Nate Allen (left) is being pushed for his starting safety job by rookie Earl Wolff. (USA Today Images/AP)
The longer Cary Williams spoke recently about the perils of a defensive back rotation, the more the Eagles’ cornerback seemed to sympathize with interchanging safeties Nate Allen and Earl Wolff.
“Being in a rhythm is huge in the National Football League,” Williams said. “I think that you don’t want to rotate every series because you don’t get a real feel for how the game is going, what the tempo is, how I need to fit on certain guys. There’s a lot that goes into it.
“My hat goes off to those guys because I know I wouldn’t be able to do it. It would be frustrating. You bust your behind all week. When you’re going in and out of the game, it kind of takes you out of the comfort zone. It’s difficult, man. Hat goes off to those guys ... because a selfish guy wouldn’t wanna do it. I know it’s difficult. It’s hard to do.”
It’s all about developing a feel for the flow of the game, and for the other four or five guys in the secondary.
“It’s hard to stomach, not knowing whether you’re the guy or not,” Williams continued. “You’ve still got to prepare like a starter, but it’s just a feel for the game, man. You need to have a good feel with all four guys, maybe five, whoever is in there if you’re going nickel.
“Everybody needs to be on the same page and be comfortable. The more comfortable you are, the more familiar you are with seeing things and being out there with people, the better you respond, the less thinking you do.”
It’s important to note that several times during the interview Williams said he didn’t disagree with Chip Kelly’s decision to platoon Allen and Wolff, and he isn’t second-guessing decisions coming from above.
But Williams came over from an organization that won a Super Bowl last season with one of the league’s most stable secondaries. Whatever scheme the Ravens ran last year, Williams had the luxury of playing alongside a future Hall of Famer in Ed Reed and savvy veteran in Bernard Pollard.
It’s fair wondering if the Eagles’ pass defense can represent itself better Thursday night against Kansas City with Allen and Wolff again playing switcheroo than the one that’s been carved up for six of eight regular-season quarters.
“It’s different from where I’m coming from,” Williams added. “I had two guys that [were] always gonna be back there and you had a good feel for what they were gonna call, what they were gonna say.
“Right now, we’re all trying to learn and figure out the defense and understand our roles, so it’s kind of different when you go out and see two different dudes going out there every now and then.”
The Eagles, who were hoping to move beyond the epic failures of the 2011 and '12 secondaries, are allowing 360 passing yards per game, worst in the NFC and second-worst in the NFL.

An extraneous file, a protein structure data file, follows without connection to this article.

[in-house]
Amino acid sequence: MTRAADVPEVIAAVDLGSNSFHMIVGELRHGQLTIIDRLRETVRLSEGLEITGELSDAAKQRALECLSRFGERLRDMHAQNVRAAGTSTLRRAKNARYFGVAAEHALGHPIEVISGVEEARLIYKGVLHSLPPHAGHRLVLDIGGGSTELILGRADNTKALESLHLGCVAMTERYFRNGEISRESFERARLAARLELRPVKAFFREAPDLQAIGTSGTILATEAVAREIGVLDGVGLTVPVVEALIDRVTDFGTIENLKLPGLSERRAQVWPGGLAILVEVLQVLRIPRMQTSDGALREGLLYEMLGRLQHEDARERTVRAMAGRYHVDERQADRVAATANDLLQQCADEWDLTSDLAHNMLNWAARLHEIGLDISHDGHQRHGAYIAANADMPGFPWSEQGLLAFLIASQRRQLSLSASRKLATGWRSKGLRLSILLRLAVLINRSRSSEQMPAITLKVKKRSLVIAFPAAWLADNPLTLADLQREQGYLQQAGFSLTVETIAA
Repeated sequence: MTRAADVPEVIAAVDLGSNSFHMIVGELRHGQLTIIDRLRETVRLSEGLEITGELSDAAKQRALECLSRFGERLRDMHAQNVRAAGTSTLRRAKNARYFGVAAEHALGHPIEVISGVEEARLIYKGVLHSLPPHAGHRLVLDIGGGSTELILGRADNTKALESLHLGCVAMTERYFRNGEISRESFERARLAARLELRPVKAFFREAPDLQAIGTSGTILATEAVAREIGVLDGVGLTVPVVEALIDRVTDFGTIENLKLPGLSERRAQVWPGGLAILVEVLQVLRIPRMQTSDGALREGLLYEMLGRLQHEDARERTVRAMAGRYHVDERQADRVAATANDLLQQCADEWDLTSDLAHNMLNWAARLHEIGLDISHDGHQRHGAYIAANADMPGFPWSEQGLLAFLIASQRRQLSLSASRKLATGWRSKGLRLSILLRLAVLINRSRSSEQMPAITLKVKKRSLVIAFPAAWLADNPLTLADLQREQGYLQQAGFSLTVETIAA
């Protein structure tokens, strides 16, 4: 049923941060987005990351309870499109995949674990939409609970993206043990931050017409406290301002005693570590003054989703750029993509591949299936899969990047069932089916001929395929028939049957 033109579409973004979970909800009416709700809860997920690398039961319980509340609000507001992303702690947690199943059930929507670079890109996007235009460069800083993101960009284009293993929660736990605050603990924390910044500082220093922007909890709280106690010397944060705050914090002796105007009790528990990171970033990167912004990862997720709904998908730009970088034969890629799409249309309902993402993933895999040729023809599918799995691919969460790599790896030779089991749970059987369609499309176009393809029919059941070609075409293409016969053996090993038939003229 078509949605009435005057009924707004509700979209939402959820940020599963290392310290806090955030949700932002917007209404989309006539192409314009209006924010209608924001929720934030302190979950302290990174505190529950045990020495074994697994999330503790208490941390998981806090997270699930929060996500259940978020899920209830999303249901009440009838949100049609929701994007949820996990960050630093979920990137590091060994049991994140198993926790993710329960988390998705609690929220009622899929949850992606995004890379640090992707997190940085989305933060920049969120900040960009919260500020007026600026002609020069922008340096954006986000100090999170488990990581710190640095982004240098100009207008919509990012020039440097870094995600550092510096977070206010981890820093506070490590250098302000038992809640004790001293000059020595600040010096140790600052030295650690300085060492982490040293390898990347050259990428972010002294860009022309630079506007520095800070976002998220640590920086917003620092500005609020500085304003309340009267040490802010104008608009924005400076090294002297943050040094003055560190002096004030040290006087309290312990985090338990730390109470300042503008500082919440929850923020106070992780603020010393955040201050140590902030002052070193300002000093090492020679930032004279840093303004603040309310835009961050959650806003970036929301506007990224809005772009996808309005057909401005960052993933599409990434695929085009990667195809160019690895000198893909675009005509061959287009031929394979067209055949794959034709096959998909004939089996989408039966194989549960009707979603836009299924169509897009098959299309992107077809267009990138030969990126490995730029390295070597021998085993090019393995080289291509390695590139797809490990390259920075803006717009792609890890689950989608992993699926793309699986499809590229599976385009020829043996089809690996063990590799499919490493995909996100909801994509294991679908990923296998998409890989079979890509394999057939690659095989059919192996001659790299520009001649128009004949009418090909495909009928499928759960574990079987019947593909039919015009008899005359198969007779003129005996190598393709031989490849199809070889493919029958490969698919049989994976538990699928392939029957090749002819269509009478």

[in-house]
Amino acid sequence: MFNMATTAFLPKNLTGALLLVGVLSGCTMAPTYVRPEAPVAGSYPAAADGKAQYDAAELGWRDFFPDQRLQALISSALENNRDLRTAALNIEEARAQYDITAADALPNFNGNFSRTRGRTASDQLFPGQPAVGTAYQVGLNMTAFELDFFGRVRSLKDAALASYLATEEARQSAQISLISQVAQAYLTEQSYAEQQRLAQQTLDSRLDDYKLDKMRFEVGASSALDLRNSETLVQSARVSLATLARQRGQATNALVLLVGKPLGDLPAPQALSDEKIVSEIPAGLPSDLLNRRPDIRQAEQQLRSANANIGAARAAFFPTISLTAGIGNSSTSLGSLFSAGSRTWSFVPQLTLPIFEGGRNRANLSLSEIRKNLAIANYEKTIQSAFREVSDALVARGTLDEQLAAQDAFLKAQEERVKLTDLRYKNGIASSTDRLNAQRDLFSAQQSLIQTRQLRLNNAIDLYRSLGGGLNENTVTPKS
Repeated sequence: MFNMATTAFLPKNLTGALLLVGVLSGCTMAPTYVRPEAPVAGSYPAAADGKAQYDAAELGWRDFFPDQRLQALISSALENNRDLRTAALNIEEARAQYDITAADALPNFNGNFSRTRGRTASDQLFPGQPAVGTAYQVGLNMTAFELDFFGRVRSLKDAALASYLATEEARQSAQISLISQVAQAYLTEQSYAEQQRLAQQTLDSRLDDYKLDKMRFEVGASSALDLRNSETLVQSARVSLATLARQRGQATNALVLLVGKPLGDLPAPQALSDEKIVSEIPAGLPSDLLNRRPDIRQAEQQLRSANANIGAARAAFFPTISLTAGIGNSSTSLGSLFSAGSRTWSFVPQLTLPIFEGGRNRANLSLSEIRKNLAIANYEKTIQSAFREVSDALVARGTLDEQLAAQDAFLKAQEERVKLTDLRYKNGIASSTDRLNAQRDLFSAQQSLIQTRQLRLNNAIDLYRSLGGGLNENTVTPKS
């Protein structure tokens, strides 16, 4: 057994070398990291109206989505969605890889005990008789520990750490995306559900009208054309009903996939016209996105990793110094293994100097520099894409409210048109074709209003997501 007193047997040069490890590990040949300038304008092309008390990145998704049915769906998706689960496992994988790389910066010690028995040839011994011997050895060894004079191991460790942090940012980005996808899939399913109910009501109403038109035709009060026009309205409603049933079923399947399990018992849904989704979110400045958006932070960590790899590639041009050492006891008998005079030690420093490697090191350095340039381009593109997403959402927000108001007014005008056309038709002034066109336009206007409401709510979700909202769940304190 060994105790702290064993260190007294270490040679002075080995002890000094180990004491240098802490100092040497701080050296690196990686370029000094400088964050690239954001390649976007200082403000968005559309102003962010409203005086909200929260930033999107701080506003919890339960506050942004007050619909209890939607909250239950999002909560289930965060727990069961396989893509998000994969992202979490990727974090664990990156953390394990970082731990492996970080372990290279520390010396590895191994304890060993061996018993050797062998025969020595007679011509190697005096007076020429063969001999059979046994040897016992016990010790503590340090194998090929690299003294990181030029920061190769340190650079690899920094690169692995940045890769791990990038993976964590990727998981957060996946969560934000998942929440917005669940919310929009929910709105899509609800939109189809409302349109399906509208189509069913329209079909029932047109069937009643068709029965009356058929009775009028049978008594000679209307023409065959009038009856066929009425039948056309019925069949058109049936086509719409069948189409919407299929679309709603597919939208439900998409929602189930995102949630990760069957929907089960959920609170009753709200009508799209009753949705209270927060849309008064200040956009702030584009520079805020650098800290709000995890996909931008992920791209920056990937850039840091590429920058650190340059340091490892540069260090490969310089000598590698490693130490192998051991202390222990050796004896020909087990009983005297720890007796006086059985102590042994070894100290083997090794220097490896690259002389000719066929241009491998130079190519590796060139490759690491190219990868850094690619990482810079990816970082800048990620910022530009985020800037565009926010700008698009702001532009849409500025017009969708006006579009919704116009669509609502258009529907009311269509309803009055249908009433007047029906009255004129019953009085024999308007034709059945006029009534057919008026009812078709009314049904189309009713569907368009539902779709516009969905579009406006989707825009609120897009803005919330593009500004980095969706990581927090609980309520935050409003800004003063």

The fault for this doesn’t lie solely with Kelly’s decision to play yo-yo with Allen and Wolff, but it’s certainly not giving the defense any advantages.
It seems certain that Kelly, at some point, will bench the struggling Allen for good and go with Wolff, the fifth-round pick from N.C. State. Wolff, who played 49 snaps Sunday against San Diego, still needs refinement and seasoning. Allen isn’t improving, but Wolff makes mistakes, too.
You’d just think the coaches would see the upside in having Wolff play through his errors instead of going with Allen, who has never fulfilled expectations he came with in 2010 as a second-round pick and soon won’t be a building block of Kelly’s rebuilding foundation.
Kelly acknowledged the growing pains going on at strong safety but said they’re no different from the team’s overall transition from one regime’s scheme to another.
“When you have a transition, there are growing pains,” he said. “Again, it's a change from a system from a wide nine, 4-3 [defensive front] to moving to a 3-4, and it's a change in personnel, and that's always going to happen. So the only way you could not change it is if we kept every player that was on last year's team and ran every defense.”
Second-year corner Brandon Boykin said there’s no “dropoff” when Wolff replaces Allen, another indication that the rookie is closing quickly on the starting job, but the Eagles are going head-to-head with some polished quarterbacks in the early going, and you can understand why Kelly isn’t yet ready to pull the trigger.
They’ve already confronted Robert Griffin III and Philip Rivers. After Thursday’s game against Alex Smith and the Chiefs, the Eagles face Peyton Manning and Eli Manning before a road game against Tampa, which might have a new quarterback by the time the Eagles get there.
Last year, Boykin competed with veteran nickelback Joselio Hanson all training camp for the slot corner job. When it came down to final cuts, Hanson was sent packing and Boykin was thrown into the fire.
Boykin took his lumps, but never looked over his shoulder.
“It’s super tough [to play as a rookie], and then you’re really learning on the fly,” he said. “You’re getting thrown into the fire and you’re learning by experience and you’re gonna get criticized.
“You’re gonna have some bad plays, you’re gonna have some good plays. You just gotta keep learning, gotta keep pushing. As long as [Wolff] plays fast and hard, good things will happen, and he will make some plays.”